Impacts of a trophy hunting ban on private land conservation in South African biodiversity hotspots
CITATION: Parker, K. et al. 2020. Impacts of a trophy hunting ban on private land conservation in South African biodiversity hotspots. Conservation Science and Practice, 2:e214, doi:10.1111/csp2.214.
The original publication is available at https://conbio.onlinelibrary.wiley.com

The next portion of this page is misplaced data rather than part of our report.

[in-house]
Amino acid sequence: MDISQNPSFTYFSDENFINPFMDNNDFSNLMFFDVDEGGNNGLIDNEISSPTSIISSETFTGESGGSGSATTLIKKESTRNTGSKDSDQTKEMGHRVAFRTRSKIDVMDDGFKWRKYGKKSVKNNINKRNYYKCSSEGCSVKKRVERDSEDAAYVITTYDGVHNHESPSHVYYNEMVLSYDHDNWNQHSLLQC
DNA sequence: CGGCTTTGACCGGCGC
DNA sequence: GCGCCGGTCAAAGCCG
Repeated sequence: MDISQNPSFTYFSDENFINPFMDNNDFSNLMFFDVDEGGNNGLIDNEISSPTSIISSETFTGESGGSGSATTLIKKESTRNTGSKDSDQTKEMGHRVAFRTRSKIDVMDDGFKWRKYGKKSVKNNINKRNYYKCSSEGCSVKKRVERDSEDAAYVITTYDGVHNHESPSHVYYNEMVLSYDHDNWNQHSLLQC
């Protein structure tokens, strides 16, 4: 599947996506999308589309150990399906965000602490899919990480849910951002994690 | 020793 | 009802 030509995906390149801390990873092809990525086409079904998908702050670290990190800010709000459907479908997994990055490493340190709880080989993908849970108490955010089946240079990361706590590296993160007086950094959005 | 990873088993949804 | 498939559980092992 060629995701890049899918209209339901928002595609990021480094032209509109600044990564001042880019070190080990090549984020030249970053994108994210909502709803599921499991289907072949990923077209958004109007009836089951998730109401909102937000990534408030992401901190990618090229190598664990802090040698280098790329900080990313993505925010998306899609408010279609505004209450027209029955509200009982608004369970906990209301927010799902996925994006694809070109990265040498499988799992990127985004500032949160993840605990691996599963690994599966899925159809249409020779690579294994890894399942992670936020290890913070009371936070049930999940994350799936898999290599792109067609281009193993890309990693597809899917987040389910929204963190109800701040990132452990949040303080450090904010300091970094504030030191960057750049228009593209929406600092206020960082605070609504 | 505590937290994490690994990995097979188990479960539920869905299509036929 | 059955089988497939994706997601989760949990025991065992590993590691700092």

Private land conservation areas (PLCAs) have become critical for achieving global conservation goals, but we lack understanding of how and when these areas respond to global pressures and opportunities. In southern Africa, where many PLCAs rely on trophy hunting as an income-generating strategy, a potential ban on trophy hunting locally or abroad holds unknown consequences for the future conservation of these lands. In this study, we investigate the consequences of a potential trophy hunting ban in PLCAs in two biodiversity hotspots in South Africa's Eastern and Western Cape provinces. We used semistructured interviews with PLCA managers and owners to elicit perceived impacts of an internationally imposed trophy hunting ban on conservation activities in PLCAs, and to probe alternative viable land uses. The majority of interviewees believed that both the economic viability of their PLCA and biodiversity would be lost following a hunting ban. Owners would primarily consider transitioning to ecotourism or livestock farming, but these options were constrained by the social-ecological context of their PLCA (e.g., competition with other PLCAs, ecological viability of farming). Our results suggest that a trophy hunting ban may have many unintended consequences for biodiversity conservation, national economies, and the livelihoods of PLCA owners and employees. Along with similar social-ecological studies in other areas and contexts, our work can inform policy decisions around global trophy hunting regulation.
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